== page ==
Tyne & Wear

NHS artificial legs criticised by Durham army amputee

Corporal Mark Sutcliffe, former patient and now a liaison officer, shows double amputee Marine Pete Dunning his artificial leg at the military facility, Selly Oak Hospital in Birmingham. Photo: PA.
Image caption Rifleman Parkes says artificial limbs available through the military are superior to those provided by the NHS

An amputee soldier from County Durham has criticised the quality of artificial limbs provided by the NHS.

Chris Parkes lost a leg in Helmand in Afghanistan in 2009 and has a prosthetic limb provided by the Army.

He described NHS prosthetics as "almost prehistoric" and said the leg a friend received from the health service was like a pirate's "peg leg".

A spokesman for the NHS said it was reviewing the "effectiveness of prosthetics services" for veterans.

Rifleman Parkes said he was worried when he left the Army any replacement limbs he needed would be inferior to the one he had now.

He said: "There's no way... I would get the same level of technical prosthetics.

"I've got friends who are amputees who've received their prosthetics through the NHS and it's almost prehistoric, looking at some of their prostheses and then looking at some of the ones you will receive through military care.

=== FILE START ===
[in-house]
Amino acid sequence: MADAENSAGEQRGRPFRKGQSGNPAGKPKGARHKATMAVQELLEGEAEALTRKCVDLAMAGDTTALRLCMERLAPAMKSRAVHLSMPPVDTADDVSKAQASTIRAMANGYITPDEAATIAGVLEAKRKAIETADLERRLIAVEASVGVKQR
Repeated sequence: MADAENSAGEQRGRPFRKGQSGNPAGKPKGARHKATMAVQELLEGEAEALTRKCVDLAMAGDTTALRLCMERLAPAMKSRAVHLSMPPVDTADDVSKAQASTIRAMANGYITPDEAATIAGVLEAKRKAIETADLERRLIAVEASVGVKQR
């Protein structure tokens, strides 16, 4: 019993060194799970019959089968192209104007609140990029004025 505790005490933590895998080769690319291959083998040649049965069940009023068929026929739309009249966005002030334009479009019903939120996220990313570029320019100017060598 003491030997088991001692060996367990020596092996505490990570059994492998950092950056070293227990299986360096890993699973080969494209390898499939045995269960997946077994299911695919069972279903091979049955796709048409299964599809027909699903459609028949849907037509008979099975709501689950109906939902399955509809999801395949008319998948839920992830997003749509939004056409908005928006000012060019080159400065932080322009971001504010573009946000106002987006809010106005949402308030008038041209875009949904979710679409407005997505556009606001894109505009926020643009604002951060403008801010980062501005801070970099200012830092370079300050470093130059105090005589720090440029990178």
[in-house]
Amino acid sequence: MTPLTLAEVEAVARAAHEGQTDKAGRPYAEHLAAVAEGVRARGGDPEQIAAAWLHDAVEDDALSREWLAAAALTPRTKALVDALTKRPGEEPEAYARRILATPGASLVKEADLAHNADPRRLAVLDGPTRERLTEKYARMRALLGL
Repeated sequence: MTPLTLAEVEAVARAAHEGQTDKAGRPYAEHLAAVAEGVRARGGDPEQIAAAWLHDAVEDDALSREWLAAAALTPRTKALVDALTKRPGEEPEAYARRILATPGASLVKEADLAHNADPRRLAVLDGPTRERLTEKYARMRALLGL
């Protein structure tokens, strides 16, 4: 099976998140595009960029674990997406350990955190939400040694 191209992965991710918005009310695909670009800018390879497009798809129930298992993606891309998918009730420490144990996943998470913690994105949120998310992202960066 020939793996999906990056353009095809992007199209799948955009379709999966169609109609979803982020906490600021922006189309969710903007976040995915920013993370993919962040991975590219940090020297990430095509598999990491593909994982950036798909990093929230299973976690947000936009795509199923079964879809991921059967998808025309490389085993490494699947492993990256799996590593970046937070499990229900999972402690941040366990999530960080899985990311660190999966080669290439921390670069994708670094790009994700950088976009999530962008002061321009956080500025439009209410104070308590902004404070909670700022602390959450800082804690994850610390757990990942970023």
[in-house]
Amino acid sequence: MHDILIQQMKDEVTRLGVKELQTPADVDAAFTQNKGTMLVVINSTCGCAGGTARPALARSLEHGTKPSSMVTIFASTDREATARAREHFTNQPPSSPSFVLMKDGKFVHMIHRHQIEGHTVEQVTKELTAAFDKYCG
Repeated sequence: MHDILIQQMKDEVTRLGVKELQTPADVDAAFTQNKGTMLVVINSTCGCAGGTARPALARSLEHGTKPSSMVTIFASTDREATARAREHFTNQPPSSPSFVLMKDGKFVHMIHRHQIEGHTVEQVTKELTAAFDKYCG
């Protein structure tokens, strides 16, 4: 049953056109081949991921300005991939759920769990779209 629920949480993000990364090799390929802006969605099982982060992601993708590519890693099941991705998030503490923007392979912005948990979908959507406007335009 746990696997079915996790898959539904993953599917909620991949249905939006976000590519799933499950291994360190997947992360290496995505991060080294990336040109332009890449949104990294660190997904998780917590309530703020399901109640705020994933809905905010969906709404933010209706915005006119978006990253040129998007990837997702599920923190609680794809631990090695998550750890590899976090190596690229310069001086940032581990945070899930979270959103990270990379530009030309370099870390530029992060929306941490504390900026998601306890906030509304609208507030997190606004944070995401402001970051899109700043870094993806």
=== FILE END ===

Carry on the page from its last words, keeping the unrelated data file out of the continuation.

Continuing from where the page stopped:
"The leg I'm wearing now is designed for stability. It has an adjustable heel so I can run. The feet will bend. It's not the most advanced, but it's quite advanced."

'A wooden stick'

Rifleman Parkes, no longer able to serve on the front line with The Rifles regiment, has decided to leave the Army.

His concern is that he might have to rely on help from charities to pay for anything more advanced than that offered by the NHS.

He said: "One of my friends on the NHS who has a prosthetic, it's a wooden stick basically.

"If you imagine a pirate who has a peg leg it's not too far from the truth. It's half wood, half plastic."

'Personal objective'

General Sir Nick Parker, Commander-in-Chief of Land Forces, was also concerned.

His son lost his legs in an explosion in Afghanistan in 2009.

He said: "I have a particular interest in prosthetics and I think it's terribly important that those who leave the Army have the confidence that they will get the same level of prosthetic care when they leave as when they're in and I will certainly make it a personal objective to ensure that that happens."

A spokesman for NHS North East said it was looking at veterans' rights to have "the highest quality Ministry of Defence prosthesis".

A statement said it was reviewing the "effectiveness of prosthetics services in the NHS in England for veterans who have lost a limb while serving their country".

"No final decisions have been made yet - but the intention is to ensure that the standard of a prosthesis which a veteran might receive following rehabilitation is maintained when their care is transferred to the NHS."

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